Casual aristocrats

Swinton Park, North Yorkshire

The 20,000-acre estate borders the beautiful Yorkshire Dales National Park and is dotted with around 90 properties including Swinton Park, the ancestral seat of the Earl of Swinton. Parts of the building date back to 1695, although the tower and turrets were added in the early 1800s. The castle is now a 31-bedroom hotel with plump sheep and fallow deer grazing outside its ivy-clad walls.

Play: There’s grouse shooting, falconry and horse riding, but the main draw is the acclaimed cookery school. At the helm is chef director Stephen Bulmer, formerly of Raymond Blanc’s Le Manoir aux Quat’Saisons cookery school in Oxfordshire. There’s an emphasis on local ingredients plucked fresh from the kitchen garden and surrounding estate, including venison, lamb and wild garlic. For beginners, the half-day Ultimate Sunday Lunch will help you master essential skills like roasting and carving, while talented home chefs will enjoy the two-day Cooking with Star Quality masterclass.

Stay: Who wouldn’t want to sleep in a turret? The Turret Suite is split over three floors and connected by a steep curved staircase, but it’s worth the walking to wake up here.

Rates: From £185 (about A$270) per night, half-day cookery lessons from £75 (about A$109.)

Room interior


Bovey Castle, Devon

The castle at the heart of this small estate within Dartmoor National Park is not actually a castle at all. Instead, it’s an impressive Elizabethan-style manor house built in 1907 for Viscount Hambleden. It exudes old-school opulence, with oak panelling, soaring ceilings and huge carved stone fireplaces. Now a five-star hotel, it’s surprisingly unstuffy and attracts outdoorsy types drawn to the rolling green hills and wild moorlands.

Play: The estate offers plenty of classic sporting pursuits, such as fly-fishing and clay pigeon shooting, but for something a little more left field, try crolf. “It’s a mixture of golf andcroquet, a kind of cross-country croquet match,” explains resort desk supervisor Craig Loveday. Hefty hammer in hand, the aim is to whack a wooden ball through a series of six hools (three-way hoops) in the least number of strokes. It’s slightly eccentric and lots of fun. Finish your day with a traditional tipple at a cider and sloe gin making workshop in the Long Barn, using fruit picked from the estate.

Stay: If you really want to splash out, the pick of the 63-bedrooms is number 18. The private balcony offers uninterrupted views of the estate and Dartmoor beyond.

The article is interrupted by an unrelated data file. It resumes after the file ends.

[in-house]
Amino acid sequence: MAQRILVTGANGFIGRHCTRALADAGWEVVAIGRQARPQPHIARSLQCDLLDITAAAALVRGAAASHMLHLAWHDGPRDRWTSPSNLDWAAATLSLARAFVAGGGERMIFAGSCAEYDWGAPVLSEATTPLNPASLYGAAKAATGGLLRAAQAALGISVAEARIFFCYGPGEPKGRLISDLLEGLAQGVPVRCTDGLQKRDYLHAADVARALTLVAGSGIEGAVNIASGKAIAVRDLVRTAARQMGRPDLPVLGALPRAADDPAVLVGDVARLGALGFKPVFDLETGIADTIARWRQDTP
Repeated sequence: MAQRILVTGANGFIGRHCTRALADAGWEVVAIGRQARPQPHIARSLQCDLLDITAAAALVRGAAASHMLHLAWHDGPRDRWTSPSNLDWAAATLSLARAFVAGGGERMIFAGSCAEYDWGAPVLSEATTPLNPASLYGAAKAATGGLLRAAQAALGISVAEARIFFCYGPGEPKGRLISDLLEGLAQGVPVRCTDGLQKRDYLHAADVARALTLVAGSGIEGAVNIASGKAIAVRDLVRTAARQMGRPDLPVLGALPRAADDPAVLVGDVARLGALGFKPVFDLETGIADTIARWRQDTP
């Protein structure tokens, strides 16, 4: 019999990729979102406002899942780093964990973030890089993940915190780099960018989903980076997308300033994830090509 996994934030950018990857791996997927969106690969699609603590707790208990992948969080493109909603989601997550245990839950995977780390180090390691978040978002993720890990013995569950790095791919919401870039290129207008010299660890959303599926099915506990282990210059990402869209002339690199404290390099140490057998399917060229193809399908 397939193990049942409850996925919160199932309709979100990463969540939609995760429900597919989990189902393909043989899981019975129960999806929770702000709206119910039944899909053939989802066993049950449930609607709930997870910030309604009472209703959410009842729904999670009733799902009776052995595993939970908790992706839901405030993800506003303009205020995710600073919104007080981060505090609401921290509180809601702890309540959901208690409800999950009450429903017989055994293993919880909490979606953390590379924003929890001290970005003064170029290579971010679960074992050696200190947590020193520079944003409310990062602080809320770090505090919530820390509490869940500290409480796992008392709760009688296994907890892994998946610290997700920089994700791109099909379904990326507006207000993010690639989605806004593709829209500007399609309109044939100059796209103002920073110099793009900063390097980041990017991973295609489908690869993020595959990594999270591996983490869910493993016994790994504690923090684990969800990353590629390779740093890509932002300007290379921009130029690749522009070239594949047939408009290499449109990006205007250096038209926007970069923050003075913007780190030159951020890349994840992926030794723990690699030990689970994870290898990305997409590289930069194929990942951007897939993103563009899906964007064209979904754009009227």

Rates: From £249 (about A$363) per night, crolf £15 (about A$22) per person, gin workshop £20 (about A$29) per person.


Coworth Park, Ascot

Just 45 minutes from central London, this 18th century mansion and polo estate in the beautiful Berkshire countryside is surrounded by blue-blooded neighbours. The venerable Guards Polo Club, founded by the Duke of Edinburgh in 1955, manages the estate’s polo fields, while Ascot racecourse and Windsor Great Park are also nearby. Coworth Park is now a luxury hotel, spa and equestrian centre owned by the Dorchester Collection hotel group. In a word, it’s divine.

Play: You can wander down to the polo playing fields to watch a world-class match or even saddle up for a lesson. Instructor James White gets novice non-ridersto practice the four main polo shots on a wooden A-frame, before graduating to a majestic polo pony that responds to the lightest of touches. Hitting the ball with a crack of the mallet is hugely satisfying.

Stay: It’s worth staying here just for a soak in the stunning, freestanding copper bath that you’ll find in every room. Don’t skimp on a spa treatment either – the Luxury Diamond Facial is 65 minutes of pure bliss, priced from £100 (about A$156).

Rates: From £235 (about A$342) per night, private polo lessons from £160 (about A$249) per person per hour.

Bedroom interior


Goodwood, West Sussex

Country estates don’t get more glamorous than Goodwood. Home to the sports-mad Dukes of Richmond for over 300 years, the almost 12,000-acre estate combines the bucolic charm of one of England’s largest lowland organic farms with the high-octane thrill of world-class sporting events, such as the classy Festival of Speed motorsport show and Glorious Goodwood horse racing carnival.

Play: Goodwood is also steeped in aviation history, with the aerodrome serving as a Battle of Britain air base. Today, it boasts a busy flying school where you can relive Britain’s finest hour in the cockpit of a two-seater warplane. It’s no tame joy flight, though. Pilot Paddy Bolton executes exhilarating aerobatic manoeuvres in a 1943 Harvard IIB, from leisurely loops to tight barrel rolls, while calmly advising when to clench your stomach muscles to counter the g-force. Flying upside down over the patchwork-like pastures of the South Downs and sailing villages of Chichester Harbour is pinch-yourself-fantastic.

Stay: At the recently refurbished Goodwood Hotel, an 18th century former coaching inn on the estate decorated in earthy tones. Go for one of the character rooms with an impossibly comfortable four-poster bed.

Rates: From £110 (about A$160) per night, flights from £325 (about A$474).


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